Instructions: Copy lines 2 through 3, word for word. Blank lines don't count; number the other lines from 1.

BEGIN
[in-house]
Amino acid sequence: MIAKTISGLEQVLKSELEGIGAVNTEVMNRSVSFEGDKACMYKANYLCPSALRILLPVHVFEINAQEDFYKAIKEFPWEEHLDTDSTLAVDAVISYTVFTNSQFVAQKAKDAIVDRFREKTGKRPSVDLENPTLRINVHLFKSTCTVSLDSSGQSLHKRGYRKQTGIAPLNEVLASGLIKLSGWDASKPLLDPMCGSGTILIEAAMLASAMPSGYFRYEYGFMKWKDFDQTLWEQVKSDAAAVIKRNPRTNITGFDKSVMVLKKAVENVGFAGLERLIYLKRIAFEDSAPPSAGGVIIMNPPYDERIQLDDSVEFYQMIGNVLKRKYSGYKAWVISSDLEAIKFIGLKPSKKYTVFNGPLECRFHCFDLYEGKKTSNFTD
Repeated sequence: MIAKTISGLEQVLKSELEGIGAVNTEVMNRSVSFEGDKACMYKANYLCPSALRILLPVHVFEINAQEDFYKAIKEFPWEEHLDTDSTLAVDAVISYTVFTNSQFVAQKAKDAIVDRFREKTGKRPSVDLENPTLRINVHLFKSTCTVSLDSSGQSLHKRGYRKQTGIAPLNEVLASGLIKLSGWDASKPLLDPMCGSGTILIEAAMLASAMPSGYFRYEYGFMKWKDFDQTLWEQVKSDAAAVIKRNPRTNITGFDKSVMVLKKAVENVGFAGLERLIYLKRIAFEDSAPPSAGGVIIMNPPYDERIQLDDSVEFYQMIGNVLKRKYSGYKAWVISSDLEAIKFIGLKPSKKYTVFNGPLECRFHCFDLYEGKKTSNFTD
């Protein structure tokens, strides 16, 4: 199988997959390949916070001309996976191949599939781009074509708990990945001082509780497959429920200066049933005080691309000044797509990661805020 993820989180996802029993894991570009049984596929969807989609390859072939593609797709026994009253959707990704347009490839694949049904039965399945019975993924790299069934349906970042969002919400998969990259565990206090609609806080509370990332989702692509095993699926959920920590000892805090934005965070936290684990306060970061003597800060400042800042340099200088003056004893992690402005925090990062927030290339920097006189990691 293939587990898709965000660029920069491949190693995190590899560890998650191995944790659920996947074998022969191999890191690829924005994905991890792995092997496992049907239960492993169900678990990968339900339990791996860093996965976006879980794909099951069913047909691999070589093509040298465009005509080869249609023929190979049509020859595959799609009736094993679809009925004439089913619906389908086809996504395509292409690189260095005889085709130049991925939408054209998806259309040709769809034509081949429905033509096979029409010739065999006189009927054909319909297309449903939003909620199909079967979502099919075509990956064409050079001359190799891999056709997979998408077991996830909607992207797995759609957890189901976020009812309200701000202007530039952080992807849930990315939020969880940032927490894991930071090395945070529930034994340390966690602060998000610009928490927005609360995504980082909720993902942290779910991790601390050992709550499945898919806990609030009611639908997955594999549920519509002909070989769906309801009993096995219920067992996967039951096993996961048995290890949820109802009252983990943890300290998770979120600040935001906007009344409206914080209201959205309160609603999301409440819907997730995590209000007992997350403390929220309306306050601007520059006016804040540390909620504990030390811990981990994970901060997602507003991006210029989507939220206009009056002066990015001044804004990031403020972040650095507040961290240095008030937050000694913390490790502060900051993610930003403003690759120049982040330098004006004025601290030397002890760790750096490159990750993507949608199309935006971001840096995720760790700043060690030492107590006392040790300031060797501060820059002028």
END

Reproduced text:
Amino acid sequence: MIAKTISGLEQVLKSELEGIGAVNTEVMNRSVSFEGDKACMYKANYLCPSALRILLPVHVFEINAQEDFYKAIKEFPWEEHLDTDSTLAVDAVISYTVFTNSQFVAQKAKDAIVDRFREKTGKRPSVDLENPTLRINVHLFKSTCTVSLDSSGQSLHKRGYRKQTGIAPLNEVLASGLIKLSGWDASKPLLDPMCGSGTILIEAAMLASAMPSGYFRYEYGFMKWKDFDQTLWEQVKSDAAAVIKRNPRTNITGFDKSVMVLKKAVENVGFAGLERLIYLKRIAFEDSAPPSAGGVIIMNPPYDERIQLDDSVEFYQMIGNVLKRKYSGYKAWVISSDLEAIKFIGLKPSKKYTVFNGPLECRFHCFDLYEGKKTSNFTD
Repeated sequence: MIAKTISGLEQVLKSELEGIGAVNTEVMNRSVSFEGDKACMYKANYLCPSALRILLPVHVFEINAQEDFYKAIKEFPWEEHLDTDSTLAVDAVISYTVFTNSQFVAQKAKDAIVDRFREKTGKRPSVDLENPTLRINVHLFKSTCTVSLDSSGQSLHKRGYRKQTGIAPLNEVLASGLIKLSGWDASKPLLDPMCGSGTILIEAAMLASAMPSGYFRYEYGFMKWKDFDQTLWEQVKSDAAAVIKRNPRTNITGFDKSVMVLKKAVENVGFAGLERLIYLKRIAFEDSAPPSAGGVIIMNPPYDERIQLDDSVEFYQMIGNVLKRKYSGYKAWVISSDLEAIKFIGLKPSKKYTVFNGPLECRFHCFDLYEGKKTSNFTD